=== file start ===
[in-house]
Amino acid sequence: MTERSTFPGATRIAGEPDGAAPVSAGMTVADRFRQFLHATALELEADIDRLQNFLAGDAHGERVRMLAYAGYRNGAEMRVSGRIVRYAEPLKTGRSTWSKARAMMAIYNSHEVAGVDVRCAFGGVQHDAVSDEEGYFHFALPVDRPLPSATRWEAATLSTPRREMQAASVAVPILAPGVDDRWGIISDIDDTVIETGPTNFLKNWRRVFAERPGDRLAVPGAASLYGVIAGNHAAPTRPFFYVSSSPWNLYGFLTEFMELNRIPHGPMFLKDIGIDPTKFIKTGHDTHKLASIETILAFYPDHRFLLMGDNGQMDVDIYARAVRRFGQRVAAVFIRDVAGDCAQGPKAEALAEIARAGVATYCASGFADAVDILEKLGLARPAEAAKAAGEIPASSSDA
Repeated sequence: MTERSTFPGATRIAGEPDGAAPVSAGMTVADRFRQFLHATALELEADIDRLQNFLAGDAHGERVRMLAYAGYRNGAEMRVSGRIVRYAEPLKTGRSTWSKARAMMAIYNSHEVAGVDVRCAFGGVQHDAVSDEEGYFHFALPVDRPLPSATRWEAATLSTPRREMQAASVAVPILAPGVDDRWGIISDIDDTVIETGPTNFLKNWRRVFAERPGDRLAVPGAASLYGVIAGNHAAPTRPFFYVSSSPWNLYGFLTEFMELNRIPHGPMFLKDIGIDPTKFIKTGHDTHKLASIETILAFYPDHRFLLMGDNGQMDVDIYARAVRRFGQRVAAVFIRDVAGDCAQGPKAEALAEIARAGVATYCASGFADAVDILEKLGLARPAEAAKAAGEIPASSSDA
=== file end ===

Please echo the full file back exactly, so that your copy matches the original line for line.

[in-house]
Amino acid sequence: MTERSTFPGATRIAGEPDGAAPVSAGMTVADRFRQFLHATALELEADIDRLQNFLAGDAHGERVRMLAYAGYRNGAEMRVSGRIVRYAEPLKTGRSTWSKARAMMAIYNSHEVAGVDVRCAFGGVQHDAVSDEEGYFHFALPVDRPLPSATRWEAATLSTPRREMQAASVAVPILAPGVDDRWGIISDIDDTVIETGPTNFLKNWRRVFAERPGDRLAVPGAASLYGVIAGNHAAPTRPFFYVSSSPWNLYGFLTEFMELNRIPHGPMFLKDIGIDPTKFIKTGHDTHKLASIETILAFYPDHRFLLMGDNGQMDVDIYARAVRRFGQRVAAVFIRDVAGDCAQGPKAEALAEIARAGVATYCASGFADAVDILEKLGLARPAEAAKAAGEIPASSSDA
Repeated sequence: MTERSTFPGATRIAGEPDGAAPVSAGMTVADRFRQFLHATALELEADIDRLQNFLAGDAHGERVRMLAYAGYRNGAEMRVSGRIVRYAEPLKTGRSTWSKARAMMAIYNSHEVAGVDVRCAFGGVQHDAVSDEEGYFHFALPVDRPLPSATRWEAATLSTPRREMQAASVAVPILAPGVDDRWGIISDIDDTVIETGPTNFLKNWRRVFAERPGDRLAVPGAASLYGVIAGNHAAPTRPFFYVSSSPWNLYGFLTEFMELNRIPHGPMFLKDIGIDPTKFIKTGHDTHKLASIETILAFYPDHRFLLMGDNGQMDVDIYARAVRRFGQRVAAVFIRDVAGDCAQGPKAEALAEIARAGVATYCASGFADAVDILEKLGLARPAEAAKAAGEIPASSSDA